There is 1 result for "New evidence fruit compound could support Parkinson’s disease treatment"
4 days ago
Could a sea sponge support the search for Parkinson’s disease treatments?
How could a molecule in a sea sponge help treat Parkinson’s and similar conditions? Researchers at the University of California, Los Angeles (UCLA), in the US, recently explored this question. Their findings were published in the journal ‘Science’. The team examined a molecule known as lissodendoric acid A, which appears to counteract other molecules that damage DNA, proteins and whole cells – and was recently discovered in a sea sponge. The research team used an oft-neglected compound called a cyclic allene to control a step in the chain of chemical reactions, which enabled them to create a version of the molecule in a lab. Scientists believe that the ability to synthetically produce lissodendoric acid A will help them assess whether it can inform future therapies for conditions like Parkinson’s. UCLA’s Professor Neil Garg, the corresponding author of the study, said: “We hope others will also be able to use cyclic…
Study finds just six minutes of daily exercise might delay onset of Parkinson’s disease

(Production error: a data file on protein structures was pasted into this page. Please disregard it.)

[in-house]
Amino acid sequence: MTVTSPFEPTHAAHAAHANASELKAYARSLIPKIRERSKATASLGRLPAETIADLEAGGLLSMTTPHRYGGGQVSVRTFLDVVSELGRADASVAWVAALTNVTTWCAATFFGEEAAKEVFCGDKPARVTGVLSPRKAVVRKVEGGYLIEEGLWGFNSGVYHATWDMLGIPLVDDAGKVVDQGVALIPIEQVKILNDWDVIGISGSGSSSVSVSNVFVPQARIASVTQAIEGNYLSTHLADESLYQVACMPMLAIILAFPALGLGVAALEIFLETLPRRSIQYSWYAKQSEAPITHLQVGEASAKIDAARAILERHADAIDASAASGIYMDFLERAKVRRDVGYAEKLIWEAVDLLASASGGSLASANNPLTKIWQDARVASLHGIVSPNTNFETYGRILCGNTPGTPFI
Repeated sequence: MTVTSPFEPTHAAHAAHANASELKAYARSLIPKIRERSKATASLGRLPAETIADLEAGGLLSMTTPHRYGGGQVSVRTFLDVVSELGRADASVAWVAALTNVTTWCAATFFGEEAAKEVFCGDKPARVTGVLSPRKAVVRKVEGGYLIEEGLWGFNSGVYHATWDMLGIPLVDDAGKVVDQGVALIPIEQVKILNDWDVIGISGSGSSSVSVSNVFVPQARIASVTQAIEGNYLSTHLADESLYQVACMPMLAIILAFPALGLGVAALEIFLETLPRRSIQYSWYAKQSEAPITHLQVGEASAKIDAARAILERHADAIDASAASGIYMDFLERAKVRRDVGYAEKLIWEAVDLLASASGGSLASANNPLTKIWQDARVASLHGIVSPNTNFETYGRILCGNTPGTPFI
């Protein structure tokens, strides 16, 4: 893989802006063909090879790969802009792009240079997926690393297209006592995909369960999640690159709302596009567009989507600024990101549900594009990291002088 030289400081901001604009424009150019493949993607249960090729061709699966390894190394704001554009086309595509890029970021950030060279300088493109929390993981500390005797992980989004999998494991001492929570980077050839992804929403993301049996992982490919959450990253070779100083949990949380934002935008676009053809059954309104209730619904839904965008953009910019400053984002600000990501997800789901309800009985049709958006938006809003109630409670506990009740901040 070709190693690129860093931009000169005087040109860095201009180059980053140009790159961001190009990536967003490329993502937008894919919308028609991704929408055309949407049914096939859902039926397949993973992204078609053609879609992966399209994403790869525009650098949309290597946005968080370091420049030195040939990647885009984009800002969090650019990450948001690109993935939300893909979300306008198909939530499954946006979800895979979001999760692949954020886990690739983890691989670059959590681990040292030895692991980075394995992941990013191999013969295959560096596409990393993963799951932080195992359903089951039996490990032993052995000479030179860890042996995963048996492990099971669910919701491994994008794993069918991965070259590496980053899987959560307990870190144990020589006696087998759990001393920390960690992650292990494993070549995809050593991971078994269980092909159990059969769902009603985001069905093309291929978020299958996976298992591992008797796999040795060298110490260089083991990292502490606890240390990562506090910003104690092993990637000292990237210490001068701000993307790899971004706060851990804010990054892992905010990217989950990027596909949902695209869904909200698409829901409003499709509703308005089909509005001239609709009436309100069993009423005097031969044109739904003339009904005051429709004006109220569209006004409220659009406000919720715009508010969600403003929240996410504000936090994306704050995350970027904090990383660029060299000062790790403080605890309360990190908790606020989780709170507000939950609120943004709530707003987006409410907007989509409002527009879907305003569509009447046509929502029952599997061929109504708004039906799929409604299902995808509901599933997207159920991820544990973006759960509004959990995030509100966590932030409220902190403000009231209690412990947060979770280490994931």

Regular exercise is a common therapeutic strategy for people with Parkinson’s. Now, a study from New Zealand has suggested that daily physical activity might even delay the onset of this condition. Published in ‘The Physiological Society’, the study focused on a protein called brain-derived neurotrophic factor (BDNF) – which has previously been shown to boost cognitive performance. The researchers assessed the impact of fasting and physical activity on BDNF production in 12 people aged 18 to 56. The tests involved fasting and completing exercises of varying intensity, such as cycling for six minutes, as well as combinations of both fasting and physical activity. The results showed that brief, intense exercise was the best option for increasing the production of BDNF – with the protein increasing by a factor of four to five times compared to light exercise or fasting. Because BDNF can protect the brain from cognitive decline, the findings could…
Machine learning may help predict risk of freezing of gait in Parkinson’s disease
Difficulty taking steps forward, often referred to as the freezing of gait (FOG), is a common symptom experienced by people with Parkinson’s and one that can be difficult to predict. China-based researchers suggest that machine learning – artificial intelligence (AI) that uses algorithms to analyse data – could help predict the risk of freezing of gait developing in the early stages of the condition. Their study, published in ‘npj Parkinson’s Disease’, gave laboratory and clinical data to a machine learning model brain. This information was collected from 158 adults with untreated early-stage Parkinson’s and 73 healthy adults over a five-year period. They found that the risk of FOG could be predicted with an accuracy rate of up to 78%. The study authors suggested that machine learning methods “have the potential to help predict future FOG in patients with early Parkinson’s at an individual level”.